Subjectivity is a bit of a dirty word in machine learning. We aspire to be a highly objective, mathematical, scientific discipline. That means we want to make our algorithms and evaluations as objective as possible. In many cases, we can formally define the problem at hand and prove our solutions correct. In other cases, we can’t really define the problem, so we collect data and use that data to evaluate our methods empirically. But does evaluation based on data really work when the underlying problem is fundamentally subjective?
Along with my advisor David Crandall and our postdoc, Weslie Khoo, I decided to investigate this question using a test problem: personalized aesthetic quality assessment. This computer vision task asks an algorithm to learn what the user considers to be a “good” photo and measure the quality of such photos automatically. This problem gets deep into questions about taste which are completely subjective! But the authors in this space use the same sort of evaluations that are used for more objective computer vision tasks.
We thought that was a little sketchy, so we ran a survey and wrote a paper with both lots of philosophy and lots of data analysis, which just got accepted to AAAI 2023! If you’re interested read our paper! This whole topic is esoteric for lots of different reasons, so I’ve attempted to explain it below.
The view out my window, overexposed and blurry. Is this a bad photo?
Imagine you’re out on vacation, taking tons of photos of all the people, places and things you see. Unfortunately, you’re not a great photographer, so most of the photos are really bad: some are blurry, some are off-center and many just show the inside of your pocket! Wouldn’t it be nice if you could tell your camera (or camera app) to delete those really bad photos and free up space automatically? AI researchers have made this a reality through algorithms for aesthetic quality assessment (which I’ve written about before).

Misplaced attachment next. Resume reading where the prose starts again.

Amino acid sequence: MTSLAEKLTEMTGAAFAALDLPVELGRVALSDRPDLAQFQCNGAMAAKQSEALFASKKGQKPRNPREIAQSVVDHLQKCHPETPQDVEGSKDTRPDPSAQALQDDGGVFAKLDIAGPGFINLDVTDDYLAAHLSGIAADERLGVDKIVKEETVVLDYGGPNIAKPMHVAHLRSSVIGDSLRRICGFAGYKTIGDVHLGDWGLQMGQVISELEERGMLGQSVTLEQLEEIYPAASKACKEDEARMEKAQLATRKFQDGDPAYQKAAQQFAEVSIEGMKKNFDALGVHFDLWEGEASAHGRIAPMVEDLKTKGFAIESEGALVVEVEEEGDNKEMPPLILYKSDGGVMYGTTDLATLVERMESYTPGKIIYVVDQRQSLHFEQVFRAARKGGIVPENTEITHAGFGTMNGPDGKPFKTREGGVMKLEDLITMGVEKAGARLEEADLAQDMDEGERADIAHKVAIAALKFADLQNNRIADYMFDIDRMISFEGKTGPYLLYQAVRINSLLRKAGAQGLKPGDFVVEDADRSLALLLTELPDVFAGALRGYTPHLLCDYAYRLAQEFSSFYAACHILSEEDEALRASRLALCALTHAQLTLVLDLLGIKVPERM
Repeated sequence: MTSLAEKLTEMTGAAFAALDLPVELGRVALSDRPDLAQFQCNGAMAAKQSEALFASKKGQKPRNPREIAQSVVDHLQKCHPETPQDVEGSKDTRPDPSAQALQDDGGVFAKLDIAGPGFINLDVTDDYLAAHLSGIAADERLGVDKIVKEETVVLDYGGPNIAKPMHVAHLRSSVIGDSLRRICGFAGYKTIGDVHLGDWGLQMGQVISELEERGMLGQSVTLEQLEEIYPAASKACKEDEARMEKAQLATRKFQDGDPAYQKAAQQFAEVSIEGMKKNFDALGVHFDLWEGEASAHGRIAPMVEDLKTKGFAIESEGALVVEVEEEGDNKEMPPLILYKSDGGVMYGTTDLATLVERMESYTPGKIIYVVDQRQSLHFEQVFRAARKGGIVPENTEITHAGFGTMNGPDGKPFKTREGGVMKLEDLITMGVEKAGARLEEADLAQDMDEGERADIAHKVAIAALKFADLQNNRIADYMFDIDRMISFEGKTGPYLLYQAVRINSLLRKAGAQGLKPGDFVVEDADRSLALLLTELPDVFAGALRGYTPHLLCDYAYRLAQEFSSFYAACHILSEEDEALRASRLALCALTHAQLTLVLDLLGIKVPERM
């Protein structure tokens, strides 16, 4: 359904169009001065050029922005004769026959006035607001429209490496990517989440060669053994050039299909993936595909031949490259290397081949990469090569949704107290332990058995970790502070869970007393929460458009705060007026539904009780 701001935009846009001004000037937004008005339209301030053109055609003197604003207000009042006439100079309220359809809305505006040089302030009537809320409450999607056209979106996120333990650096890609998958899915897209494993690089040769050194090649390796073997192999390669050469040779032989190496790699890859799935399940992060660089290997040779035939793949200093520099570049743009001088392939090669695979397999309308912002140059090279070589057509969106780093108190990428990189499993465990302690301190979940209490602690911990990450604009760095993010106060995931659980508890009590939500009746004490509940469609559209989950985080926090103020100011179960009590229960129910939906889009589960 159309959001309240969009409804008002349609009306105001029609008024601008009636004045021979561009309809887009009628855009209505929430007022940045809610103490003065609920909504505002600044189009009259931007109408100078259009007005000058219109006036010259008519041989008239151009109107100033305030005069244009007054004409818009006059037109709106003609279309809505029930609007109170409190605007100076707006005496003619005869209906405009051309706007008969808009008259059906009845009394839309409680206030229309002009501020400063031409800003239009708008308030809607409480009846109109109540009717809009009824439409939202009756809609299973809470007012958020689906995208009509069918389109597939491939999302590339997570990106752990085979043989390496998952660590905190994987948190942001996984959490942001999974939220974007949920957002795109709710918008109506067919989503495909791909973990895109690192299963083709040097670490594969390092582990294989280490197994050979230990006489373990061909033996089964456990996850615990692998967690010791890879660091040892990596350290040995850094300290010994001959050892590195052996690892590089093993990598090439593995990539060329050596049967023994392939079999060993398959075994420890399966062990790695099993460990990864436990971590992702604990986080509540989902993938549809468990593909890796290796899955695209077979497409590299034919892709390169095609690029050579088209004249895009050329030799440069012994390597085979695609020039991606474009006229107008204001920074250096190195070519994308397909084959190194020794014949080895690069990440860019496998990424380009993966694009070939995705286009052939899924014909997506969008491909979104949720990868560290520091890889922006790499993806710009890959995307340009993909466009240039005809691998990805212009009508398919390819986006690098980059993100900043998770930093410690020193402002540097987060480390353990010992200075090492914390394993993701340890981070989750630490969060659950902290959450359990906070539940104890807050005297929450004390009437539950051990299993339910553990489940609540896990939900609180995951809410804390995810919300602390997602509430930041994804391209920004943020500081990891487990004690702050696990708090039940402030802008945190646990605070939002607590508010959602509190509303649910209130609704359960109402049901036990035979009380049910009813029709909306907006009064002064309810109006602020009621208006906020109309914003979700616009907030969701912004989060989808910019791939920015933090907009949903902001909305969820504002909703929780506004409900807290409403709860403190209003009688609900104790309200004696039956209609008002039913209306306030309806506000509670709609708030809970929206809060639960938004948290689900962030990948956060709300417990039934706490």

A photo of the inside of my pocket. While most people might think this is a bad photo, can you predict whether or not I’ll like it?
If the idea of an algorithm choosing to delete your photos worries you, you might be surprised to learn that your smartphone is doing something similar already! If you don’t believe me, try to take a bad photo. If you have a recent-generation phone it will actually take a short video and select the best frame, according to a few simple metrics, and all the potential bad photos you could have taken will be suppressed, so every photo turns out good (according to the algorithm’s implicit definition of “good”). Even though it might seem like you took the photo, it’s really more like AI art: a collaborative effort between you and the software.
But whether a photo is good or not is fundamentally subjective! What if you disagree with the algorithm’s implicit sense of taste? This question has led researchers to recently investigate personalized aesthetic quality assessment. These algorithms learn from a few examples to make predictions about whether you, the user, will consider a new photo “good” or not.
We can build a model to do just that, but does it work? Can we actually learn someone’s taste from just a few examples of photos they like or dislike? To answer that, we need data to measure performance. Other researchers have satisfied this need, providing datasets with plenty of users’ individual preferences for images. But none of these datasets have much in the way of study details or information like demographics about the participants. Also, we’re not sure that asking people to rate images on a five or ten star scale actually tells us how much they like those images.
A photo of the Kandinsky print on my wall. I moved the camera during the milliseconds-long sensor read from top to bottom. When I took this photo, my phone automatically selected a neighboring frame that was less blurry.
Ultimately the way of thinking about subjectivity and aesthetics used in this research has its roots in 18th century philosophy. During the Enlightenment in Europe, there was great interest in using ReasonTM to overcome our differences and find concepts of taste which were unbiased and democratic. Immanuel Kant had an influential approach: he claimed that our opinions about beauty only differed because they were “bound up with interest” meaning that they depended on material things like our desire or pleasure from looking. Beneath our opinions, Kant claimed, there is a rational disinterested taste which all rational people can access if they think carefully about it.
This research area implicitly approaches subjective difference from a Kantian perspective: they average together many worker’s ratings as an objective rating for an image, and attempt to explain each person’s difference from the average using external factors like preference for different photographic qualities or content, demographic factors or personality types. While they aren’t thinking about “interest” exactly like Kant was, the underlying ideas about rationally explaining how taste varies are the same.